We aimed to describe the dynamics of antibody response of experimentally infected domestic ducks and wild mallards Anas platyrhynchos to various antigens of Trichobilharzia regenti, and to identify particular antigens with diagnostic potential. So far, diagnosis at necropsy of infections by schistosomes in birds has been the method of choice. In living hosts, the adult worms of T. regenti lay the eggs in the nasal mucosa of birds and, therefore, no eggs are released with faeces to enable coprological examination [8, 19]. As a consequence, immunological methods seem to be a useful alternative in immunoecological studies concerning the influence of pathogens on birds. In addition to the infections of birds, highly antigenic proteins (subsequently produced in a recombinant form) may potentially be used for confirmation of cercarial dermatitis in human patients.
How to cite this article: Plazzotta, G. et al. Effects of memory on the shapes of simple outbreak trees. Sci. Rep.
6, 21159; doi: 10.1038/srep21159 (2016).
Bats were deeply anesthetized and maintained with 3% isoflurane and an oxygen flow rate of 1.5 L/min. Deep pain was assessed by firmly pinching skin and toes with forceps and assessed for any response. A thoracotomy was then performed with sterile standard scissors to puncture through the skin, muscle and diaphragm just caudal to the sternum and cut through the wall of the chest cavity caudally to cranially—removing and preventing negative pressure from building in the thorax.
Cardiac blood was collected with a 21 gauge sterile needle inserted into the apex of the heart. A maximum blood volume of between 1 and 1.5mls is collected in a syringe and transferred to a red top tube (RTT). RTTs sat at room temperature for one hour to allow a clot to form and then centrifuged at 1000 x g for 10 min at room temperature. Serum was removed from the clot, placed in a new microcentrifuge tube and stored at -20°C.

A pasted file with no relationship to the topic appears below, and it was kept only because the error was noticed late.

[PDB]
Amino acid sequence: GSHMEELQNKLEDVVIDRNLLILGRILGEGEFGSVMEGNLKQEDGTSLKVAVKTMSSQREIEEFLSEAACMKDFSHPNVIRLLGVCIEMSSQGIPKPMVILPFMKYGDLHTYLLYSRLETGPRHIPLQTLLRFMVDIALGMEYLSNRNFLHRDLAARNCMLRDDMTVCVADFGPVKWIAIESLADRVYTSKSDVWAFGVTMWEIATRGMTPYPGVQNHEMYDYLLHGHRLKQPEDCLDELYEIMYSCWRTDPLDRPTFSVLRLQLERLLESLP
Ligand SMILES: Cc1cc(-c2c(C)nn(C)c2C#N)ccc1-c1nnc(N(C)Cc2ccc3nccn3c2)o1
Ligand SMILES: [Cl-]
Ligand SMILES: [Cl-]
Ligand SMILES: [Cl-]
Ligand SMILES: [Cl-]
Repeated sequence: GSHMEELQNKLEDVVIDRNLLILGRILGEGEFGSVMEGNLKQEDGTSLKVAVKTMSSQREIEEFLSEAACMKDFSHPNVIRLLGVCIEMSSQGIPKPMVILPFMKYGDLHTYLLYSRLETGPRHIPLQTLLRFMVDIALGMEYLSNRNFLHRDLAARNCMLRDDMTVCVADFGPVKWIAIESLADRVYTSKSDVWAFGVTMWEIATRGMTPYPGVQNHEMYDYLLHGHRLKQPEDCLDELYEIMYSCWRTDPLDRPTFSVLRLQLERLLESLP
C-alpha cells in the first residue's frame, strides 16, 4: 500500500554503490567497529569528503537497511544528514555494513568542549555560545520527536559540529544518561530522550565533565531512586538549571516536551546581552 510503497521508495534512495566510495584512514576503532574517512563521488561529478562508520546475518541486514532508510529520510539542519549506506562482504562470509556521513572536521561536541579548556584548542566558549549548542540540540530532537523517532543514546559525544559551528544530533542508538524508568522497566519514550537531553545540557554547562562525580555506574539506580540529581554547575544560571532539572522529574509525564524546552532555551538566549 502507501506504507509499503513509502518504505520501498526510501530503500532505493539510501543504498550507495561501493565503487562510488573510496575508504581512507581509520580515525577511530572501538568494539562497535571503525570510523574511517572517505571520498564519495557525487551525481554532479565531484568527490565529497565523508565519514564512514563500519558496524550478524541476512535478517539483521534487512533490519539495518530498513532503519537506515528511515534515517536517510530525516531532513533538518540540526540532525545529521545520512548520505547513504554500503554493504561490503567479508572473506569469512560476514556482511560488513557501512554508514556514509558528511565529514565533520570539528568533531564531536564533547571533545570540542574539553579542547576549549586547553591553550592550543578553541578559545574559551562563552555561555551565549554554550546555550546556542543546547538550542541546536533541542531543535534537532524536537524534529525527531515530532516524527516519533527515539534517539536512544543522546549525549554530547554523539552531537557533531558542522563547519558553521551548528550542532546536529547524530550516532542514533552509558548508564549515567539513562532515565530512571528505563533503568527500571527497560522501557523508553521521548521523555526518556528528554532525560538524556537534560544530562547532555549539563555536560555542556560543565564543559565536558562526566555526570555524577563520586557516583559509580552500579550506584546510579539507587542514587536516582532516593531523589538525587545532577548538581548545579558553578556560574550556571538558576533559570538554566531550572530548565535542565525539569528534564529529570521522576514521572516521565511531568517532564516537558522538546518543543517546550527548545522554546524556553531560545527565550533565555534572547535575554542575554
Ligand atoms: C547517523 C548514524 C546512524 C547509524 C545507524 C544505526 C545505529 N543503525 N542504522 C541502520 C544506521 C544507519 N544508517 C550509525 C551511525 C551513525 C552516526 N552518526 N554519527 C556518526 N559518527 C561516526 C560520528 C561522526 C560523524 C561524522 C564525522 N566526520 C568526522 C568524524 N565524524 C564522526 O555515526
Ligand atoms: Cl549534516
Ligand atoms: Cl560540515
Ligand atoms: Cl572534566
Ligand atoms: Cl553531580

Serum from bats at 2 and 5 dpi were used to assess for viremia. Serum from 10 dpi and the 28 dpi pilot study bats were used to determine antibody titers. Because blood draws yield a small volume of blood (50 μl whole blood for a non-terminal blood draw, 500 μl whole blood for terminal blood draw) it was necessary to prioritize samples to optimize data retrieved. In order to assay the serum for viral RNA and perform serology, earlier time points were used to assess for viremia and later time points for seroconversion. Along with sample partitioning for data maximization, the small blood volume led to concerns that there would be an undetectably small viral load. To circumvent this issue, neat serum and 1:10 diluted serum were inoculated onto Vero cells to amplify any virus that may have been present at low levels. One blind passage on Vero cells was done and cell supernatants assayed by qRT-PCR. The remaining serum from three of the four bats was assayed directly for ZIKV RNA.
Necropsies were performed immediately after euthanasia. Bats were assessed for gross pathology. The following tissues were collected for both experiments: heart, lung, liver, spleen, kidney, urinary bladder, prostate, testes, and brain. A portion of tissues were collected and kept at -80°C for RNA extraction, and a portion placed in 10% buffered formalin for histology at a 1:10 weight to volume ratio for histology.
For a negative control animal a male bat was trapped from the colony and euthanized under the same protocol as the experimental infection bats.